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The break small businesses deserveObtaining finance can be challenging for any business but it is an acute difficulty for micro and small businesses in their start-up phase.

Having the Best Business Idea in the World won’t necessarily be enough to convince sceptical, risk-averse banks to approve a loan, especially if the business owner doesn’t have a proven track record to back their entrepreneurial ambition. The same logic applies where a business owner lacks the business assets with which to secure finance from a financial institution. Although borrowing on the security of a private home is an option, this is a step too far for many small business owners.  Unfortunately, more than 60% of small businesses cease operating within the first three years if starting (source: Australian Bureau of Statistics), with lack of working capital cited as the cause of two in every five failures.

Considering small businesses are widely considered the ‘engine room of the economy’, accounting for around 97% of Australia’s businesses and employing nearly half the national workforce, difficulties accessing finance can have profound, far-reaching impacts. When a person starts a local business they also establish a virtuous cycle, with the money they invest in their business recycled many times over through their community, including other businesses. However, if they are unable to secure the funding they require to get their business off the ground and employ local staff, this virtuous cycle won’t occur.

Through their new Grants for Growth initiative, tax leader H&R Block is giving 20 small businesses, including sole traders, the break they deserve. There are twenty $10,000 grants available to Australian businesses with fewer than 20 employees and less than $3m in turnover*. The grants encompass $4,000 in cash, $5,000 in H&R Block business or bookkeeping services and $1000 in Officeworks gift cards*. For a chance to win a grant, entrants must explain in 100 words or less why their business is deserving and identify 3 ways H&R Block support small business. Applications will be judged on their creative merit, how well they address the entry criteria, the potential benefit to the community and their alignment with the H&R Block brand.

According to H&R Block, an injection of cash and know-how worth $10,000 can make all the difference to a budding business owner. For example, it can be used to finance a robust business plan or a feasibility study to establish if there is a market for a proposed business. Alternatively, it can contribute to the purchase of much-needed equipment (e.g. machinery, tools, office furniture or IT equipment), enabling the business to open it’s doors, or the kind of research and developmentthat can turn a prototype into a market-ready product. In turn, these investments can help create jobs and increase spending capacity in the local economy, thus boosting other local businesses.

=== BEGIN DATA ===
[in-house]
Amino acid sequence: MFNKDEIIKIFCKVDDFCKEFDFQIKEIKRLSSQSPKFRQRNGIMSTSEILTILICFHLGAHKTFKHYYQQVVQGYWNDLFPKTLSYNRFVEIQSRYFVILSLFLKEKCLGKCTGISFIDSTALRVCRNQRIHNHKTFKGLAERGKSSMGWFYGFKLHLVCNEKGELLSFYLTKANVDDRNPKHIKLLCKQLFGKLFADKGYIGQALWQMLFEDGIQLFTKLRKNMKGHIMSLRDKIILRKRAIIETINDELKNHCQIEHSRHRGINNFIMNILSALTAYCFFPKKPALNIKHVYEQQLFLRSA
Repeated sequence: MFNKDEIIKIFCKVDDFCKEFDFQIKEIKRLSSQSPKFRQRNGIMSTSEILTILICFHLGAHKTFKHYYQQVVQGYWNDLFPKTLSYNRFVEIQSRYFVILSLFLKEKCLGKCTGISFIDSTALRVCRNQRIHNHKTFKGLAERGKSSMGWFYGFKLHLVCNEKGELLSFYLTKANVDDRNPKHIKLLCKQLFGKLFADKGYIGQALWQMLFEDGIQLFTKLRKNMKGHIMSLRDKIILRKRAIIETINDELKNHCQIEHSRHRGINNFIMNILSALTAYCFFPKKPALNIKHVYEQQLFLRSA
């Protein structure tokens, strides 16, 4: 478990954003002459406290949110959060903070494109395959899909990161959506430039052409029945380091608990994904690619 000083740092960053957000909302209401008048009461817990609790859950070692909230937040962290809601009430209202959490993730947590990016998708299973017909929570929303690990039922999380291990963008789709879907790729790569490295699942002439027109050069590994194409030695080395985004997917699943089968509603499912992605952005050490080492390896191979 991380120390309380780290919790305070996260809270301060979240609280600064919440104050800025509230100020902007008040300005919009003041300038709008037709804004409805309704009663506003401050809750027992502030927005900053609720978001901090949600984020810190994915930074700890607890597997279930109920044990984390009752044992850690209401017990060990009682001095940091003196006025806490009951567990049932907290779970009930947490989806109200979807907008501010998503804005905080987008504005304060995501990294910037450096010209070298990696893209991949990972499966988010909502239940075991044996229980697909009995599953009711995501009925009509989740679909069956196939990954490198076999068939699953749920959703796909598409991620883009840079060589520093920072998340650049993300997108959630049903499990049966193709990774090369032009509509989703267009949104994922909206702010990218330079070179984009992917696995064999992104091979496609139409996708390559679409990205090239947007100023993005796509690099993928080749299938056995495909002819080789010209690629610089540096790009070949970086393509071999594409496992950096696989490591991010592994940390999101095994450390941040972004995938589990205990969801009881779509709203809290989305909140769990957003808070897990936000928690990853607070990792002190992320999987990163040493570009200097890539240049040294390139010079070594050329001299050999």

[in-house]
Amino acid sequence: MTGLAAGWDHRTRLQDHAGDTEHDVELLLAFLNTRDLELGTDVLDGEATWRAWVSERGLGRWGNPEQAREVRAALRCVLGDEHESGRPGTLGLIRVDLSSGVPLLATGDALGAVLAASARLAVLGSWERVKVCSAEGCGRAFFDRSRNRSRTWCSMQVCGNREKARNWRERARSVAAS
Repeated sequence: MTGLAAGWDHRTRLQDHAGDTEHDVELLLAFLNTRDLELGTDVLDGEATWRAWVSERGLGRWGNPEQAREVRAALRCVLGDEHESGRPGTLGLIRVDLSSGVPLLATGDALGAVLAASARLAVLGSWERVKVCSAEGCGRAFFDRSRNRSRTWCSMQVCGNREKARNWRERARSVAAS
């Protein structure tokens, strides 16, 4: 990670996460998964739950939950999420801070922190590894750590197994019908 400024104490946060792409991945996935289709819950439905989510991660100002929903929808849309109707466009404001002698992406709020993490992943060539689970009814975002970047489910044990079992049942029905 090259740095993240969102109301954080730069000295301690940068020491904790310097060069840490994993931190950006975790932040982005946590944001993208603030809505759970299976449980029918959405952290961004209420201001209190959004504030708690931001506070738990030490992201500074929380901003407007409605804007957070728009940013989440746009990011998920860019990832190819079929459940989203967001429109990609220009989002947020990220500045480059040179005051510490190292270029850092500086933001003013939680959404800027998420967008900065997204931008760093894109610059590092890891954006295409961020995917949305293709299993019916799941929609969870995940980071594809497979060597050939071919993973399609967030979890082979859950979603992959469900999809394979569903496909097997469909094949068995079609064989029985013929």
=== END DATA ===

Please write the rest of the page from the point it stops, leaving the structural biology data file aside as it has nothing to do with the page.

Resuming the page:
H&R Block offered the following examples for how different grant recipients could make an impactful change in their business:

  • A small business has come up with a great new idea for a child safety product. The prototype is attracting lots of attention but in order to fulfil bulk orders, the business needs to invest in machinery which can produce the product in large numbers. The small business applies for, and receives, a Grant for Growth and uses it to purchase the necessary plant.
  • A small business selling educational products wants to improve its profitability. The business has a sales force of ten people who spend much of their time on the road demonstrating the products to potential customers and taking orders. The small business wants to provide each member of the sales force with an iPad to enable them to deal with work-related emails whilst travelling and present videos and other promotional material to clients. The small business applies for, and receives, a Grant for Growth and uses part of it to fund the purchase of the iPads.

H&R Block Director of Tax Communications Mark Chapman told Dynamic Business: “Given the difficulty in getting financing for great new business ideas, the role initiatives like Grants for Growth play in seeding new businesses across Australia cannot be underestimated. For 20 lucky businesses, Grants for Growth will mean the first step to success, the creation of new jobs, and the creation of an innovative, entrepreneurial culture so often stifled through lack of opportunity.”

To enter the Grants for Growth competition, visit www.hrblock.com.au/grants-for-growth. Entries are open from now until 30 September 2018, with H&R Block set to announce the winners on 14 October 2018. Runners up will receive three months of free bookkeeping services.

*For terms and conditions visit www.hrblock.com.au/grants-for-growth

The break small businesses deserve

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James Harkness

James Harkness

James Harnkess previous editor at Dynamic Business

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